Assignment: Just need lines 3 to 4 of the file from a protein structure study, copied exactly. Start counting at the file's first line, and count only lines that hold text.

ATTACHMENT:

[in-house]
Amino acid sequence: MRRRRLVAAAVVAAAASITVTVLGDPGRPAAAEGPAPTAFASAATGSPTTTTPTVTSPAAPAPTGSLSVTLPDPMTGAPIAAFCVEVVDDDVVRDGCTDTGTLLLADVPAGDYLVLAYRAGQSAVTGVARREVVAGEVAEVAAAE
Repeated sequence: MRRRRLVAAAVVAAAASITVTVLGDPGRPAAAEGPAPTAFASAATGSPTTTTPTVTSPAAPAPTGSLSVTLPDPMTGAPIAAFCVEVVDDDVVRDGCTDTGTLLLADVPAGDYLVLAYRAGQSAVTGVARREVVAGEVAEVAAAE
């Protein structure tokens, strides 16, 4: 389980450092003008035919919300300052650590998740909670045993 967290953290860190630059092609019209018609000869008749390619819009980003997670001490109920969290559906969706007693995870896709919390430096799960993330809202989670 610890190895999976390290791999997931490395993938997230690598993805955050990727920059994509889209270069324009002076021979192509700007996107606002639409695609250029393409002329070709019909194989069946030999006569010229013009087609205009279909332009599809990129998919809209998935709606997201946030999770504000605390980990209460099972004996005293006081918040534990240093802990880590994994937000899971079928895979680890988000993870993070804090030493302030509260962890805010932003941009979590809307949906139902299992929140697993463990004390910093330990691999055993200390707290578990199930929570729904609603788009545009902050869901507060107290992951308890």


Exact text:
Repeated sequence: MRRRRLVAAAVVAAAASITVTVLGDPGRPAAAEGPAPTAFASAATGSPTTTTPTVTSPAAPAPTGSLSVTLPDPMTGAPIAAFCVEVVDDDVVRDGCTDTGTLLLADVPAGDYLVLAYRAGQSAVTGVARREVVAGEVAEVAAAE
């Protein structure tokens, strides 16, 4: 389980450092003008035919919300300052650590998740909670045993 967290953290860190630059092609019209018609000869008749390619819009980003997670001490109920969290559906969706007693995870896709919390430096799960993330809202989670 610890190895999976390290791999997931490395993938997230690598993805955050990727920059994509889209270069324009002076021979192509700007996107606002639409695609250029393409002329070709019909194989069946030999006569010229013009087609205009279909332009599809990129998919809209998935709606997201946030999770504000605390980990209460099972004996005293006081918040534990240093802990880590994994937000899971079928895979680890988000993870993070804090030493302030509260962890805010932003941009979590809307949906139902299992929140697993463990004390910093330990691999055993200390707290578990199930929570729904609603788009545009902050869901507060107290992951308890």